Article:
New information and remaining uncertainties:
Impacts on shared resources along U.S. international borders are already being experienced. Uncertainties about the impacts are aligned with the uncertainties associated with projections of future climate variability. As elaborated upon in multiple regional chapters of this report (Ch. 18: Northeast; Ch. 20: U.S. Caribbean; Ch. 21: Midwest; Ch. 24: Northwest; Ch. 25: Southwest; Ch. 26: Alaska; Ch. 27: Hawai‘i & Pacific Islands), weather patterns in these border regions are projected to continue to change with varying degrees of likelihood and confidence.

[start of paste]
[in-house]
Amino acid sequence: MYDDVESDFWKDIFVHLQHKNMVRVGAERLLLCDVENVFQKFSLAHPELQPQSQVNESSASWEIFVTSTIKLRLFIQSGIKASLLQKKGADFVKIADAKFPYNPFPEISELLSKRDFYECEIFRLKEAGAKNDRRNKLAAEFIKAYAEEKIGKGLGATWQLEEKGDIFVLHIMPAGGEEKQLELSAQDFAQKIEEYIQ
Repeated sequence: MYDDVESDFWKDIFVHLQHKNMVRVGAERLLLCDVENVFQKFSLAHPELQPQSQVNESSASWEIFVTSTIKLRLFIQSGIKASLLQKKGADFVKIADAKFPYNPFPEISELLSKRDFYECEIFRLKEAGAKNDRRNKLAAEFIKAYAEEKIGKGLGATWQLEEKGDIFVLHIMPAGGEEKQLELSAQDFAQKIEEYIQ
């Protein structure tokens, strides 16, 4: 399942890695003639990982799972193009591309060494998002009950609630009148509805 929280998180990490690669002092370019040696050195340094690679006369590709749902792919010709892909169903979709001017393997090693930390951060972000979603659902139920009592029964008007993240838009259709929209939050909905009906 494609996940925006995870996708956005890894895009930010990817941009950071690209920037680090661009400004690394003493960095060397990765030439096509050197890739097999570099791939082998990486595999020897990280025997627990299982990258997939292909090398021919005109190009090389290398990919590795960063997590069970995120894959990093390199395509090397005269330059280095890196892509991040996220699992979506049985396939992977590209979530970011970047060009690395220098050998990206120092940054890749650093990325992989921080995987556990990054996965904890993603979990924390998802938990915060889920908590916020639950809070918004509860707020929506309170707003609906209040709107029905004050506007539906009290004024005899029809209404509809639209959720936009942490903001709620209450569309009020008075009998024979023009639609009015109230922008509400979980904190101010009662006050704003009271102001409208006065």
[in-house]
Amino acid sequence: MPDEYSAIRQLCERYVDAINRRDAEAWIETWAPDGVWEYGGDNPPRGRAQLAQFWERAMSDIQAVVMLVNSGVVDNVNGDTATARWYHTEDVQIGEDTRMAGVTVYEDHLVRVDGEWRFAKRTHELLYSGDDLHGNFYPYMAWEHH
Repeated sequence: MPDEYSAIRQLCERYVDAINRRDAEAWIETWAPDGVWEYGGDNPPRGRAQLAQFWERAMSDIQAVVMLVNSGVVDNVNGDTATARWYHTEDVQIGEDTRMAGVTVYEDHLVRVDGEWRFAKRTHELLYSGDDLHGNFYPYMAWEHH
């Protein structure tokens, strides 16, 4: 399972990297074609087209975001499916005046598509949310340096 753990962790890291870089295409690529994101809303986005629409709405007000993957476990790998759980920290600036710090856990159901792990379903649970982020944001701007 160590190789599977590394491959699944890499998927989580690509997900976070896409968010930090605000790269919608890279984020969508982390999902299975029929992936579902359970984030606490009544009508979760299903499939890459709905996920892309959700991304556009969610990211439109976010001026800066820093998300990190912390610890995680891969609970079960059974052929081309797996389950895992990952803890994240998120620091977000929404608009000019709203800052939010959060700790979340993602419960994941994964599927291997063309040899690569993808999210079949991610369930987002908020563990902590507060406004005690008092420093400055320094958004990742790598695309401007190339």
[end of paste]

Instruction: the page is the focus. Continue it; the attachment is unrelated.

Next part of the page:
Assessment of confidence based on evidence:
There is high confidence in the main message. There is sufficient empirical analysis on the relationships between past climate variations along U.S. international borders. The statement about the likelihood that impacts on shared resources will affect the bilateral frameworks established to manage these resources is based on expert understanding of the integration of climate risk into existing and future frameworks.